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Corpse Killer was made by Digital Pictures in 1994 for Apple Macintosh, Sega Mega-CD, Sega Mega-CD 32X and the 3DO. In 1995 the game was ported to the Sega Saturn. Apart from the Saturn version all these games can be played with a light gun. The odd ball here is the Mac version, which had unofficial Act-Labs USB gun support. Corpse Killer uses digitized live action video for its enemies and interrupts game play with full motion video sequences. Some of these sequences were cut into a movie called "game over" in the year 2003.
Most of the footage I am going to show is from the Sega Mega-CD 32X version of the game. I chose it because it is one of only six games which are the entire library of the system.
In the game's story Dr. Hellman was working for the US department of defense. He researched the possibilities to use voodoo and black magic in the so called project man power. Some day he was fired and a short time later he disappeared from the public eyes. Dr. Hellman kept a few supporters in the Pentagon. That allowed him to retreat to a tropical island where he continued his work. The player is a member of a small Navy Seals strike force, with the mission to kill Dr. Hellman, as a preparation for an air strike against his facilities. Except from the player all soldiers were caught. The player meets a treasure hunter and a journalist and together they try to stop Dr. Hellman.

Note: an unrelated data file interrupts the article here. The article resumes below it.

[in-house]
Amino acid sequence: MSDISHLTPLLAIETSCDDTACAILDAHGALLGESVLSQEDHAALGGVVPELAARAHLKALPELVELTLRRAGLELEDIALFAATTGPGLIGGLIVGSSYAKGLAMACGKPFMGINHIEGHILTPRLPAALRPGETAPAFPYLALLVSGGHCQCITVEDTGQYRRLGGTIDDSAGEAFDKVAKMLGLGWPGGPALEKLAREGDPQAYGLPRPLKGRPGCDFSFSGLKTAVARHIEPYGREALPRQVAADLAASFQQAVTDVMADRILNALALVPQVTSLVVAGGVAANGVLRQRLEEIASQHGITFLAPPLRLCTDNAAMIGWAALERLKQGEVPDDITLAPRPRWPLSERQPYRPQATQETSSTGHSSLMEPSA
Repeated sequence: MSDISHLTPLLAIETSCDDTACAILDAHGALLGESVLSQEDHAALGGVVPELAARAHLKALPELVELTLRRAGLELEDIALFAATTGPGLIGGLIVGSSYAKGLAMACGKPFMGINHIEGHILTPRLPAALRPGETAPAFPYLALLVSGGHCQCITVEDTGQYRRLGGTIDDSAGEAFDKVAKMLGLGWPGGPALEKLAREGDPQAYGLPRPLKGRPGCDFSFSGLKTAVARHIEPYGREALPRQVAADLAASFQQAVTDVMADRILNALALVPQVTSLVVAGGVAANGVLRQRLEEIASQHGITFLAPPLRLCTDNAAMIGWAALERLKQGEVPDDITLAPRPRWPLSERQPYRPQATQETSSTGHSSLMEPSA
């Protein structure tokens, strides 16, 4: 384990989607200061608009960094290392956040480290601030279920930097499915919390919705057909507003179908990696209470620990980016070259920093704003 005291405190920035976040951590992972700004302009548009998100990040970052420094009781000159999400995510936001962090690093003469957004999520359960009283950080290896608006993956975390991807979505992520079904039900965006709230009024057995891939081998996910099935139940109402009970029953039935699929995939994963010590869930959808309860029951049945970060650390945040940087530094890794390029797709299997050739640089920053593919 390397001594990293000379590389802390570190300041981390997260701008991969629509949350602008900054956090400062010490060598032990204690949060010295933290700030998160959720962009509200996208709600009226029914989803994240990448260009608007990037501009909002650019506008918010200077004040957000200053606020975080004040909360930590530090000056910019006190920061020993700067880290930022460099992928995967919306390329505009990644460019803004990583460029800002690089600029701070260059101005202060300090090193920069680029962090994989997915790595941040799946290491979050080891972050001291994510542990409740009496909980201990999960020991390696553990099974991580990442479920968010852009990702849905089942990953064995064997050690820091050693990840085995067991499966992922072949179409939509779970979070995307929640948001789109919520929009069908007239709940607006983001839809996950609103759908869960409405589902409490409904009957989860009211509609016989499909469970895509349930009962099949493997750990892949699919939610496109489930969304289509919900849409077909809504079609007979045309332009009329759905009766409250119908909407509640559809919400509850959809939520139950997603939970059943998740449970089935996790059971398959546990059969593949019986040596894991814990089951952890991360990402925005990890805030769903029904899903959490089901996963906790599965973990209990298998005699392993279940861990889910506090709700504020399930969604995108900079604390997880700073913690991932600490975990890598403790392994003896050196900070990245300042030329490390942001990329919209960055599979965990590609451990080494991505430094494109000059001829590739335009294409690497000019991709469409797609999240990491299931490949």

Every mission can be postponed by pressing the abort button, which brings the player to a base camp at a graveyard. When the graveyard is entered via aborting a mission, it gets attacked and has to be defended. From the base camp the player may listen to information, save the game, or select a mission form a map screen. The main missions are in the so called zombie town, marked with a skull. It is entered via a level in which a protected gate has to be penetrated. From there the player may either cross a swamp or a zombie infested village in order to reach the fort, which itself consists of four areas: The entrance, the courtyard, an outer altar and finally an inner altar, were Navy Seals who were turned to zombies are cured by shooting them with bullets coated with a special plant juice.
This series of levels has to be repeated tree times, rescuing four soldiers in the process. With the information gained from them, the player may then approach Dr. Hellman's headquarters. It is composed of two similar levels at the entrance followed by the final boss fight.
Besides the main levels, on the map screen are bonus missions, which grant items, health and ammunition. These missions take place in a random location, no matter where they are located on the map itself. An exception to this are bonus missions which are done in favor of the treasure hunter or the reporter. When selecting a bonus mission sometimes randomly a so called ambush level is triggered.
The games can either be controlled via controller or light gun. The American Laser Games Gamegun can be used in every console light gun version. Additional to that, the Sega Mega-CD and Mega-CD 32X versions support the Sega Menacer. Personally I used the Radica Menacer which I showed previously in episode 24. When using the game pad shots can be fired full automatic whereas shots are fired semi automatic when using a light gun.